# Finding the values of $x$ where the series converges absolutely and conditionally

So I have a question about the convergence of a series here:

It says:

Find the radius and interval of convergence, then identify the values of $$x$$ for which the series converges absolutely and conditionally

$$\displaystyle \sum_{n=1}^{\infty} (\text{csch}(n))x^n$$

I already found the radius of convergence. It's $$e$$. The interval of convergence is $$(-e,e)$$. I checked the endpoints and they both diverge.

So I know for all values of $$x$$ on the interval $$(-e,e)$$, the series converges absolutely. What about the conditional convergence though? How do I show that part? I'm a little confused on that. I don't even think that would ever happen.

## 1 Answer

The series is not convergent at $$x=\pm e$$ [ Note that $$\frac {e^{n}} {e^{n}-e^{-n}}=\frac 1 {1-e^{-2n}}$$ which does not tend to $$0$$ as $$n \to \infty$$. A series $$\sum a_n$$ cannot converge (even conditionally) unless $$a_n \to 0$$.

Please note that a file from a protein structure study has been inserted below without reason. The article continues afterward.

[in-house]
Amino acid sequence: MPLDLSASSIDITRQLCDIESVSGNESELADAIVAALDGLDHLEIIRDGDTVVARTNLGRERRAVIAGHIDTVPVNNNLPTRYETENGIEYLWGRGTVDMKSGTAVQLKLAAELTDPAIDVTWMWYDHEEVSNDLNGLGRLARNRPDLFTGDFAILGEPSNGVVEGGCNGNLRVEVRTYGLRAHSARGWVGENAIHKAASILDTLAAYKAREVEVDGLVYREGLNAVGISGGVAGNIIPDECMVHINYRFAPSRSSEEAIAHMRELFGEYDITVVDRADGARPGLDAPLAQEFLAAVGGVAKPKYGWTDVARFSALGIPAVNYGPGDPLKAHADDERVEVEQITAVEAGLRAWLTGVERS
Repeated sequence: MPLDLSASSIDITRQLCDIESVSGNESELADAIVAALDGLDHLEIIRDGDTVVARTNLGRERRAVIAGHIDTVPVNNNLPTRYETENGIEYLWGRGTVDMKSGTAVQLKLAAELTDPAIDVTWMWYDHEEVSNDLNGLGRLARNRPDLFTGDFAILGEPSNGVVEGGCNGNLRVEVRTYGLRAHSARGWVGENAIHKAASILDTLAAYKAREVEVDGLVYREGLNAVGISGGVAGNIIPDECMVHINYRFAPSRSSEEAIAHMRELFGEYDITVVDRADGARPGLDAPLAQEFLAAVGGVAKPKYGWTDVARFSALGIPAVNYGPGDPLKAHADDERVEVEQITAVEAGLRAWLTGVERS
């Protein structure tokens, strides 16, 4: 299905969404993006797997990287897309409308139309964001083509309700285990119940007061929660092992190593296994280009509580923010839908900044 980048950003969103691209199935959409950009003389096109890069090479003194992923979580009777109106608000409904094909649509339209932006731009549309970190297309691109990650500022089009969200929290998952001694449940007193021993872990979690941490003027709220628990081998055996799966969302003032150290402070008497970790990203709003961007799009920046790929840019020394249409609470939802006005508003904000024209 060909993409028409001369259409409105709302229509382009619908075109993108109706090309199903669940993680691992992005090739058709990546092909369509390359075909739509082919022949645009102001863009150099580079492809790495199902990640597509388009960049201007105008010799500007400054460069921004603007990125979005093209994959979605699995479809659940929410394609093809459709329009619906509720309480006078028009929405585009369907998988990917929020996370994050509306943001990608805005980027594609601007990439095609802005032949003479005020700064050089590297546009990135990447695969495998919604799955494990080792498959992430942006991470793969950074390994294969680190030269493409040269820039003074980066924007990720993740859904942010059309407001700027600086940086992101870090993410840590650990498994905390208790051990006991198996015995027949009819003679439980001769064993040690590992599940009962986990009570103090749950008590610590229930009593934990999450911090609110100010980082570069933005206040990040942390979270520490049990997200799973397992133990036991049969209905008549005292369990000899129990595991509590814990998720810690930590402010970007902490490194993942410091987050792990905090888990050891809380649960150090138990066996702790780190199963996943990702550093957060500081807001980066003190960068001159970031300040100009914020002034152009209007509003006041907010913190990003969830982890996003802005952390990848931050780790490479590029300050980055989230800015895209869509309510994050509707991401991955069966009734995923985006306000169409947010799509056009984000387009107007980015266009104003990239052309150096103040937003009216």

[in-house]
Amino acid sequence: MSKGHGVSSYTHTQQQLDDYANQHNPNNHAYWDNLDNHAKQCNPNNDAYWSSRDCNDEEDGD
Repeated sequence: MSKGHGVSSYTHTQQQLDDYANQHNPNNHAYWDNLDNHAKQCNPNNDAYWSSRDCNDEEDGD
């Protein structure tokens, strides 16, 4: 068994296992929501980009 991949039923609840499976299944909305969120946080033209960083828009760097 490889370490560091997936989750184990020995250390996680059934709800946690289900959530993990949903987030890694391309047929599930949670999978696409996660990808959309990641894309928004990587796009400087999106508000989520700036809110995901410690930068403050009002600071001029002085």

• No. It's definitely $(-e,e)$. You get $|\frac{1}{e}x|<1$ or $|x|<e$. What does it actually mean for a series to conditionally converge? As in, what is the meaning or interpretation of conditional convergence? Is it because at the endpoints, the series is divergent? Suppose it did converge at the endpoints. Because it would then converge at those points, the series would then be conditionally convergent at that point right? – Future Math person Feb 26 '20 at 5:45
• @FutureMathperson $\cosh (n)=\frac {e^{n}+e^{-n}} 2$ right? Let $x >0$. Then for $\sum \cosh (n)x^{n}$ to converge both $\sum e^{n}x^{n}$ and $\sum e^{-n}x^{n}$ must converge. This requires both $ex$ and $\frac x e$ to be bounded by $1$. So we must have $x <\frac 1 e$. – Kavi Rama Murthy Feb 26 '20 at 5:50
• But my sum isn't $\text{cosh}(x)$. It's $\text{csch(x)}$. – Future Math person Feb 26 '20 at 5:52
• @FutureMathperson I have edited my answer. – Kavi Rama Murthy Feb 26 '20 at 6:05